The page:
What Physical Therapist Assistants and Aides Do
Physical therapist assistants and aides are supervised by physical therapists to help patients regain movement and manage pain after injuries and illnesses.
Most physical therapist assistants and aides work in physical therapists’ offices or in hospitals. They are frequently on their feet as they set up equipment and help care for patients.
How to Become a Physical Therapist Assistant or Aide
Physical therapist assistants entering the occupation typically need an associate’s degree from an accredited program and a license or certification. Physical therapist aides usually need a high school diploma or equivalent and on-the-job training.
The median annual wage for physical therapist aides was $27,000 in May 2019.
The median annual wage for physical therapist assistants was $58,790 in May 2019.
Overall employment of physical therapist assistants and aides is projected to grow 29 percent from 2019 to 2029, much faster than the average for all occupations. Demand for physical therapy is expected to increase in response to the healthcare needs of an aging population and individuals with chronic conditions, such as diabetes and obesity.
Physical therapist assistants, sometimes called PTAs, and physical therapist aides work under the direction and supervision of physical therapists. They help patients who are recovering from injuries and illnesses to regain movement and manage pain.
Physical therapist assistants are involved in the direct care of patients.
Physical therapist aides often have tasks that are indirectly related to patient care, such as cleaning and setting up the treatment area, moving patients, and doing clerical duties.
Physical therapist assistants typically do the following:
- Observe patients before, during, and after therapy, noting the patient’s status and reporting it to a physical therapist
- Help patients do specific exercises as part of the plan of care
- Treat patients using a variety of techniques, such as massage and stretching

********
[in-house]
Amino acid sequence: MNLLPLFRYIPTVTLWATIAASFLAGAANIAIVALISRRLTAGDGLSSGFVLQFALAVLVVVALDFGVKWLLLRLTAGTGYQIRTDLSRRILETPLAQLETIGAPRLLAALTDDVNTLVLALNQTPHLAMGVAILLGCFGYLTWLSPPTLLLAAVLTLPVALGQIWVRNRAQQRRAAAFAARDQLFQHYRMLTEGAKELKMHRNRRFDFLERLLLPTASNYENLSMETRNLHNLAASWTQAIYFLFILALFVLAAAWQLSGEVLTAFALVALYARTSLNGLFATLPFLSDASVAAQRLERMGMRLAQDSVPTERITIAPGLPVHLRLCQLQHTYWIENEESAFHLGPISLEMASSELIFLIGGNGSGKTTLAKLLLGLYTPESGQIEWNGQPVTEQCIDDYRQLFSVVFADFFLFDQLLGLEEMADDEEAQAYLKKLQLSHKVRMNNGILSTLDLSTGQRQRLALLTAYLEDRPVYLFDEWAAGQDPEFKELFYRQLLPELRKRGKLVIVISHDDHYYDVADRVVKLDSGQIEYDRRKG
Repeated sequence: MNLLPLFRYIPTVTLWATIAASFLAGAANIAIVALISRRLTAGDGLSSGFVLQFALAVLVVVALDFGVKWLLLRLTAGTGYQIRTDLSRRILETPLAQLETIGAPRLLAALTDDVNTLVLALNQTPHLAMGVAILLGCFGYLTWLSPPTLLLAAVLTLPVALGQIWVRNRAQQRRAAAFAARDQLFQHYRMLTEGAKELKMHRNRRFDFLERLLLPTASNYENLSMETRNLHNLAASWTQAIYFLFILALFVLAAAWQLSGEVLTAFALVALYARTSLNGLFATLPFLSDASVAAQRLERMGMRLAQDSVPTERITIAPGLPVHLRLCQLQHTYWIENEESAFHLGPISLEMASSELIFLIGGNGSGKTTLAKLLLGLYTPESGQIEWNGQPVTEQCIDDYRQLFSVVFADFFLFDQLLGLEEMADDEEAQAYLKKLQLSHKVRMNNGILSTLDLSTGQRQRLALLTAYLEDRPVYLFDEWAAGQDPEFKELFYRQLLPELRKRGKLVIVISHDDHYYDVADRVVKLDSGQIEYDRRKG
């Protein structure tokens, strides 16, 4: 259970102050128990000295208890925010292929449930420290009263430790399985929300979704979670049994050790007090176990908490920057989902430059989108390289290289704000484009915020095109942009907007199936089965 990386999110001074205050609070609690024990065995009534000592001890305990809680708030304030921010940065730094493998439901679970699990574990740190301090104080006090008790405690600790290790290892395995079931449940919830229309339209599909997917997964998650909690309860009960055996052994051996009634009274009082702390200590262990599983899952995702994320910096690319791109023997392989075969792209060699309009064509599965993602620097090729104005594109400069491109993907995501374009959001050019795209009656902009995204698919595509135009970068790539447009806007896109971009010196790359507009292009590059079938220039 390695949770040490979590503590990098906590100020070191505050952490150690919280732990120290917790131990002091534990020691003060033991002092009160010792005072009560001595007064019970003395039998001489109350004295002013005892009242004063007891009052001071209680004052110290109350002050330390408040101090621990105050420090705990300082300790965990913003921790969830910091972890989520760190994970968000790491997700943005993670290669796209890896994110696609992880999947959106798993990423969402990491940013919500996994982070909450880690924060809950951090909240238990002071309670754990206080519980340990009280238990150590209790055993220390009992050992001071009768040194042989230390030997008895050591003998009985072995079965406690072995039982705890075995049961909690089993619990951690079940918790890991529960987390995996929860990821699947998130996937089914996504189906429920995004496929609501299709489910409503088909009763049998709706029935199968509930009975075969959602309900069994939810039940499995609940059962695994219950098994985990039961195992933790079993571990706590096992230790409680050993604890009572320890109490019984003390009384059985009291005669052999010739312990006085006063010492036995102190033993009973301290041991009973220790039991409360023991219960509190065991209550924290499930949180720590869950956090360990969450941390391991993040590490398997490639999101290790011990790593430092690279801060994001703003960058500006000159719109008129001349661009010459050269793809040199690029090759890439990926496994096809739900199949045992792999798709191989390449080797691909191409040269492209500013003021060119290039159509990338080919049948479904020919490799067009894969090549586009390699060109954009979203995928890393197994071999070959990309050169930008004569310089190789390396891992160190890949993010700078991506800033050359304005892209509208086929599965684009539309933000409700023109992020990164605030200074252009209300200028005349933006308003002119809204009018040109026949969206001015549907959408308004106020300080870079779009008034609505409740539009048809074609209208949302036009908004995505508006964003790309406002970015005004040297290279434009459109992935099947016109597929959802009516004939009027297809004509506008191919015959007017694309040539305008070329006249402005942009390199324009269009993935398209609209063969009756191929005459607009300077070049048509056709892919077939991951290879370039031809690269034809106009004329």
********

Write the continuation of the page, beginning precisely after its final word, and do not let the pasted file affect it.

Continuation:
- Use devices and equipment, such as walkers, to help patients
- Educate patients and family members about what to do after treatment
Under the direction and supervision of physical therapists, physical therapist assistants treat patients through exercise, massage, gait and balance training, and other therapeutic interventions. They record patients’ progress and report the results of each treatment to the physical therapist.
Physical therapist aides typically do the following:
- Clean treatment areas and set up therapy equipment
- Wash linens
- Help patients move to or from a therapy area
- Do clerical tasks, such as answering phones and scheduling patients
Physical therapist aides are supervised by physical therapists or physical therapist assistants. The tasks that physical therapist aides are allowed to do vary by state. They usually are responsible for keeping the treatment area clean and organized, preparing for each patient’s therapy, and helping patients as needed in moving to or from a treatment area. In addition, aides do a variety of clerical tasks, such as ordering supplies, scheduling treatment sessions, and completing insurance forms.
Physical therapist aides held about 50,600 jobs in 2019. The largest employers of physical therapist aides were as follows:
|Offices of physical, occupational and speech therapists, and audiologists||60%|
|Hospitals; state, local, and private||22|
|Offices of physicians||7|
|Nursing care facilities (skilled nursing facilities)||4|
Physical therapist assistants held about 98,700 jobs in 2019. The largest employers of physical therapist assistants were as follows:
|Offices of physical, occupational and speech therapists, and audiologists||46%|
|Hospitals; state, local, and private||23|
|Nursing care facilities (skilled nursing facilities)||10|
|Home healthcare services||9|
|Offices of physicians||5|
Physical therapist assistants and aides are frequently on their feet and moving as they set up equipment and help and treat patients. Because they must often lift and move patients, they are vulnerable to back injuries. Assistants and aides can limit these risks by using proper techniques when they work with patients.
Most physical therapist assistants and aides work full time, although part time work is common. Some work nights and weekends because many physical therapy offices and clinics have extended hours to accommodate patients’ schedules.
This table shows a list of occupations with job duties that are similar to those of physical therapist assistants and aides.
For more information about physical therapist assistants, visit
For a list of schools offering accredited programs, visit
For more information about state licensing requirements and about the National Physical Therapy Exam, visit
For a career video on physical therapist assistants and aides, visit
Bureau of Labor Statistics, U.S. Department of Labor, Occupational Outlook Handbook, Physical Therapist Assistants and Aides,
at https://www.bls.gov/ooh/healthcare/physical-therapist-assistants-and-aides.htm (visited ).